Man thats crazy!!! My best friends bro Shot himself in the head with a 9mm a month ago and killed himself. Left a wife (who we think caused it) and 2 kids behind. Sad Sad phone call to get when you are at work.

    On topic. I have fired pistols and rifles a lot when I was younger with my dad. I just recently Bought a Beretta PX4 in .40 for home defense and some range time. I have been wondering the same thing as the OP. I just can't imagine how loud it will be when the situation comes.

    I mean I know for the most part the Adrenaline will take over but still......it will be VERY loud.

  8. #32
    SIGness is offline Junior Member
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    I pulled an idiot move one very bad day at the range. RO called the line hot, there weren't many people there. But my muffs were riding just behind my ears, exposing my ear canal. Mind you the range is outdoors, but is covered. I pulled off the first shot, and I've got to tell you. It's probably one of the more painful experiences I have had momentarily. But the ring continued thoughout the day. Always keep your head out of your rear, I consider myself a very safe shooter and aware of my surroundings.

    Anyways the basis of my little saga is... I could only imagine the pain in the aftermath. I did read on another forums where a guy fired his weapon in a barn and his ear immediately started to bleed. Result in some if not all his hearing iirc.

  9. #33
    rfawcs's Avatar
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    All very good reasons why this is my primary home defense pistol


  10. #34
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    I can't find the reference right now, but I remember reading somewhere that there have been some scientific studies regarding hearing loss from gun shots fired in actual self-defense situations. There were some cases where the the shooter sustained no discernable hearing damage. The theory was that the intense surge of adrenaline you experience during a scary life and death situation somehow works to protect your ears from damage. I hope I never have to find out for myself.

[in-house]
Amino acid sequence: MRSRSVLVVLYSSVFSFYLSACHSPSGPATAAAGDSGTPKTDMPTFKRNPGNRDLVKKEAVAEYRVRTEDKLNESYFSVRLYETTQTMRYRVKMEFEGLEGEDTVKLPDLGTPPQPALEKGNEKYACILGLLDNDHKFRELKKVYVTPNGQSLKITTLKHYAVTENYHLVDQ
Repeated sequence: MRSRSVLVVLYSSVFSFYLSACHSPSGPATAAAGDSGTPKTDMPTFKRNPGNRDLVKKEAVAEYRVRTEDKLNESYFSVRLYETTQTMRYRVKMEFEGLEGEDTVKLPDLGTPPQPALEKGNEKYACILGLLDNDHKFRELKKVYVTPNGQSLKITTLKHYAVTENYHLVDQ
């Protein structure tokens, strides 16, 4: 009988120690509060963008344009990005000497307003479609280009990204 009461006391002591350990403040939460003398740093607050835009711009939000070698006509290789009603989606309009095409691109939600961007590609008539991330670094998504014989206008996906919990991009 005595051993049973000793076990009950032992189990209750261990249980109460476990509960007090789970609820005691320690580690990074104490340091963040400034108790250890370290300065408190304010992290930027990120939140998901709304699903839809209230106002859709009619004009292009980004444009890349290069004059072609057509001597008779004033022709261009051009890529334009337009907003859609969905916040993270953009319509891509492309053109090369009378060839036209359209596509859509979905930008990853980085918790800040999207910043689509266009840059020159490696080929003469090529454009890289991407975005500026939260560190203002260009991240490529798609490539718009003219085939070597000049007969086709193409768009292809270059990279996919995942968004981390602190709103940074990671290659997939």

11. #35
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    Short of high power rifles and magnum hand guns I can deal with range fire without protection BUT I always wear them. You are nuts not to. If you ever have to use your pistol at home in self defense I don't think you are gonna notice it. After you've changed your shorts and calmed your nerves a bit you might think on it but I doubt it.

  12. #36
    DB9's Avatar
    DB9
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    First time I shot a 1911 without ear protection outdoors. All it took was a couple shots, and I was looking for those earplugs.

  13. #37
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  14. #38
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    Damn thats a crazy story bro.....Glad you're alive!

    I hope I never have to experience anything like this in my lifetime.

  15. #39
    Steve M1911A1's Avatar
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    Quote Originally Posted by gmaske View Post
    Short of high power rifles and magnum hand guns I can deal with range fire without protection...
    I'm glad that you wear hearing protection anyway. Here's why:

    Impulse-noise damage to your hearing happens suddenly and without warning. It is the result of a cumulative effect, but one that will affect you at a completely unpredictable moment.
    You can tolerate lots of shooting noise, as you have observed in your post, but you need to know that this is true only until your hearing mechanisms reach their inherent level of tolerance.